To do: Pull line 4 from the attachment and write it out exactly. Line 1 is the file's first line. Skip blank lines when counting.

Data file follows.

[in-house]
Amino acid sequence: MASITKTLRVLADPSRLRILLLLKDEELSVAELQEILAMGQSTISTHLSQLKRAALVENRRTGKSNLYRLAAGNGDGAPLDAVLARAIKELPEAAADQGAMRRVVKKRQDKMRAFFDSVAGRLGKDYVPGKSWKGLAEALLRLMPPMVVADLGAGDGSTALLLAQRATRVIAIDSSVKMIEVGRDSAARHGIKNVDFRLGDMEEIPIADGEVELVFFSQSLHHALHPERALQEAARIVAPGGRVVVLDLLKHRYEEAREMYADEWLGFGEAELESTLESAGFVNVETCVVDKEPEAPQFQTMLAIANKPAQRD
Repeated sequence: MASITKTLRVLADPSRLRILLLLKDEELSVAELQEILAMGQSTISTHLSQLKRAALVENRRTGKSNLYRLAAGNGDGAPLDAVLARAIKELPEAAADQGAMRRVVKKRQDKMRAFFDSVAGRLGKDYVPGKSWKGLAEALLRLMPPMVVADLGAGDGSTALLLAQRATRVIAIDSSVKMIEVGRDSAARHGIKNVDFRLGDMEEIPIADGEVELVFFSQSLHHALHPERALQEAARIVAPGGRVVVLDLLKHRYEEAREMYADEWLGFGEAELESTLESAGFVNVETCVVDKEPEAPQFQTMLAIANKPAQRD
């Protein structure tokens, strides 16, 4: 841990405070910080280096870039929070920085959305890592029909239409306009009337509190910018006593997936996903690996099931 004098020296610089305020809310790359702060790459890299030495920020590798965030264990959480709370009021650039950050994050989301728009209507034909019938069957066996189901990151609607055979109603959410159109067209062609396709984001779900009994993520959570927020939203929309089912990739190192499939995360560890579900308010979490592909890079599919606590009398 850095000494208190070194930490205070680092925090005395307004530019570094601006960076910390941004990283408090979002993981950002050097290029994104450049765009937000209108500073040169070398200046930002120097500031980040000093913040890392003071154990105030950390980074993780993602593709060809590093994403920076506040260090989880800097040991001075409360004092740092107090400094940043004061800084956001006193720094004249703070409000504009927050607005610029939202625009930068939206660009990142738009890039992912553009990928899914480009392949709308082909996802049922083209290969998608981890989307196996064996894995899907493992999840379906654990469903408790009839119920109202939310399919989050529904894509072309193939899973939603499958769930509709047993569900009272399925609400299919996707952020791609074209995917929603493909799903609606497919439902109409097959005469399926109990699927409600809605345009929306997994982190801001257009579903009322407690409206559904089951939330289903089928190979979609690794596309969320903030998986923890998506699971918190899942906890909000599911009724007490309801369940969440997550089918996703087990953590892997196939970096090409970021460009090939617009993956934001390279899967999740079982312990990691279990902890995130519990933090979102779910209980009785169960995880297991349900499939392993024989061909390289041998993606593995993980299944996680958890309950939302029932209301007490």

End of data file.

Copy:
């Protein structure tokens, strides 16, 4: 841990405070910080280096870039929070920085959305890592029909239409306009009337509190910018006593997936996903690996099931 004098020296610089305020809310790359702060790459890299030495920020590798965030264990959480709370009021650039950050994050989301728009209507034909019938069957066996189901990151609607055979109603959410159109067209062609396709984001779900009994993520959570927020939203929309089912990739190192499939995360560890579900308010979490592909890079599919606590009398 850095000494208190070194930490205070680092925090005395307004530019570094601006960076910390941004990283408090979002993981950002050097290029994104450049765009937000209108500073040169070398200046930002120097500031980040000093913040890392003071154990105030950390980074993780993602593709060809590093994403920076506040260090989880800097040991001075409360004092740092107090400094940043004061800084956001006193720094004249703070409000504009927050607005610029939202625009930068939206660009990142738009890039992912553009990928899914480009392949709308082909996802049922083209290969998608981890989307196996064996894995899907493992999840379906654990469903408790009839119920109202939310399919989050529904894509072309193939899973939603499958769930509709047993569900009272399925609400299919996707952020791609074209995917929603493909799903609606497919439902109409097959005469399926109990699927409600809605345009929306997994982190801001257009579903009322407690409206559904089951939330289903089928190979979609690794596309969320903030998986923890998506699971918190899942906890909000599911009724007490309801369940969440997550089918996703087990953590892997196939970096090409970021460009090939617009993956934001390279899967999740079982312990990691279990902890995130519990933090979102779910209980009785169960995880297991349900499939392993024989061909390289041998993606593995993980299944996680958890309950939302029932209301007490």